The level of the context and the level of the text are treated as separate, discrete, units of analysis, in that ‘macro-notions such as group or institutional power and dominance, as well as social inequality, do not directly relate to micro-notions such as text, talk or communicative interaction’ (Van Dijk, 1993: 250-1). The methods of analysis focus on discursive strategies, such as referential/nomination; predication; argumentation; framing and discourse representation, mitigation or intensification of discursive patterns.
3. Applying discourse analysis to the EU
DAAs offer promising avenues to study the EU. The unprecedented levels of inter-state cooperation, transfer of policy competences and institutionalisation that characterised European integration since its inception have posed an incredible challenge to IR scholars. This challenge encompasses the analysis of the three facets of political analysis: politics, that is, the sphere of power, in the sense of ability to influence other decisions (Lasswell and Kaplan, 1950: 5); policy, the acts of policy and decision-making processes; and polity, the political community subject to a given political system. And yet, when it comes to research agendas and theoretical and methodological standpoints, it is hard to find a single, clear-cut, way of applying discourse analysis to the EU.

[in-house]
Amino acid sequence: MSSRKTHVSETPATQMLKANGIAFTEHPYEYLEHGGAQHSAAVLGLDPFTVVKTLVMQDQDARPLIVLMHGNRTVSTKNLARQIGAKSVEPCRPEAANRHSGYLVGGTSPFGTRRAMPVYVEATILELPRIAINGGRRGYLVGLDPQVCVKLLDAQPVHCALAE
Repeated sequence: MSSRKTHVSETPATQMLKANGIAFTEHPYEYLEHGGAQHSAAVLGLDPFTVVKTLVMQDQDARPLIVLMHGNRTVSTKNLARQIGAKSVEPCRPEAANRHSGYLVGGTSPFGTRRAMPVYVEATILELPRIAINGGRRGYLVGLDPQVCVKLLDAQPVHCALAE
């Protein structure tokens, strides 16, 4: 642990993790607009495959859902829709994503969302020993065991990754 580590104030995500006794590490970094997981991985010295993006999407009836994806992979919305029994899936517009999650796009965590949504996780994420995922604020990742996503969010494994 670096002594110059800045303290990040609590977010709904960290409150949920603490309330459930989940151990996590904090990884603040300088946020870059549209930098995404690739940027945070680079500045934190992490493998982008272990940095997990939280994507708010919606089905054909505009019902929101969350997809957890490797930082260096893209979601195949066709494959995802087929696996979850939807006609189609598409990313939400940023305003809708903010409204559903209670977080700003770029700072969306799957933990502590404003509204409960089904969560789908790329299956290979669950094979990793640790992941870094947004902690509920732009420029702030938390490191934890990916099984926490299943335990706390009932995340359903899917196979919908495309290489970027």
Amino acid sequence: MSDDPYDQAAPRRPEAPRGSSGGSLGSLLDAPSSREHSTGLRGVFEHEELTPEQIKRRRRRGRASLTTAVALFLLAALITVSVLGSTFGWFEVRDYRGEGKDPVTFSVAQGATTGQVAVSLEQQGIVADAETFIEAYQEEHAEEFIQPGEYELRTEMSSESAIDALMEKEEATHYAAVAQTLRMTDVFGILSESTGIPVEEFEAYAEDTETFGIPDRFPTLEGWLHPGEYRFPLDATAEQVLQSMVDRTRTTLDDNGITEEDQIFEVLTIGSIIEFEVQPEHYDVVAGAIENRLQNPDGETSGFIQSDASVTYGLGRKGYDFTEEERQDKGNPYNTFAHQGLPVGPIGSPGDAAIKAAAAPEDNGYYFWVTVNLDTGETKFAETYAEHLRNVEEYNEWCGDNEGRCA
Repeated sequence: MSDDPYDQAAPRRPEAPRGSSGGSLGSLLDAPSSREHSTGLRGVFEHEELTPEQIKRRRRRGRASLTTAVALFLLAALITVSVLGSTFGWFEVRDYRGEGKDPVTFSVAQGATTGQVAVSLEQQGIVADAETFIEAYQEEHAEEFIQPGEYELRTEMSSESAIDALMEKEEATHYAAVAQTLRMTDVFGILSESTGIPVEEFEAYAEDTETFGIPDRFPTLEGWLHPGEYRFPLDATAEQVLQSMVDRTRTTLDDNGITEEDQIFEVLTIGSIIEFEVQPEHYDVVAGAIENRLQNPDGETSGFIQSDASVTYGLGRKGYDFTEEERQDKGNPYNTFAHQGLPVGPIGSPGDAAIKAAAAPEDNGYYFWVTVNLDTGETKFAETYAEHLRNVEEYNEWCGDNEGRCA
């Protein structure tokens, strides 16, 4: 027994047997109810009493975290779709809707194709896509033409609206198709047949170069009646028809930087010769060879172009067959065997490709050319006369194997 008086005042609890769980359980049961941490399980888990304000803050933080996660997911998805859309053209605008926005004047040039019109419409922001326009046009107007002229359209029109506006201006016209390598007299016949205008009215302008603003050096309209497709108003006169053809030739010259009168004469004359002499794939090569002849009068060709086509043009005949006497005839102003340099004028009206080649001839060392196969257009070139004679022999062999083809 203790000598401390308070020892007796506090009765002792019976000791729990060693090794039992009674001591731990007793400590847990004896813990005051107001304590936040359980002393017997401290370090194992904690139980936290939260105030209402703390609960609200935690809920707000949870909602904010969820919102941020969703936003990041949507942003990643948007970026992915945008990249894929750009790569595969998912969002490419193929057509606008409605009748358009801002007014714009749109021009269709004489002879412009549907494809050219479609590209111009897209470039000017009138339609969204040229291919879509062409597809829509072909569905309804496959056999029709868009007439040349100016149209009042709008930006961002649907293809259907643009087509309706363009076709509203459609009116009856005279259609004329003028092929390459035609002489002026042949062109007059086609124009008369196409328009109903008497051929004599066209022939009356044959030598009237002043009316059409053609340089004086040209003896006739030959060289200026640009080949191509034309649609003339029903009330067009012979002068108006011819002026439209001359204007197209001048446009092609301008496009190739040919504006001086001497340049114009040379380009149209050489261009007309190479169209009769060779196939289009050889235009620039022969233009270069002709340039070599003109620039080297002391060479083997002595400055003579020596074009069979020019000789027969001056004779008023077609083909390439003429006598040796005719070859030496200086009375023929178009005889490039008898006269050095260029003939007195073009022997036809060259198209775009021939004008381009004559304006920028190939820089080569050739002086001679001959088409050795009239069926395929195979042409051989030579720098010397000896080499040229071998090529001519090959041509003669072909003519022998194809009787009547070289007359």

Epstein suggests that a focus on subject-positions within a discourse, rather than subjectivities allows constructivist DAAs to focus on what one ‘says and does’, and ‘travel across levels of analysis […]’ (2011: 16). Accordingly, scholars progressively worked on interspersed discursive constructs such as myths (Della Sala, 2010) and public philosophies (Jørgensen, 2014). Taking steps from the European External Action Service (EEAS) communication strategy, Jørgensen widens the EU’s discursive field in including the relationship between foreign policy elites and the public in the construction of foreign policy paradigms (Jørgensen, 2014). The focus on public philosophies, mythologies and discursive sharewares allows Jørgensen to widen the analytical perspective ‘from one characterizing the predominant (vertical) mode of analysis to a horizontal, transnational perspective on the politics of European diplomacy’ (2014: 90).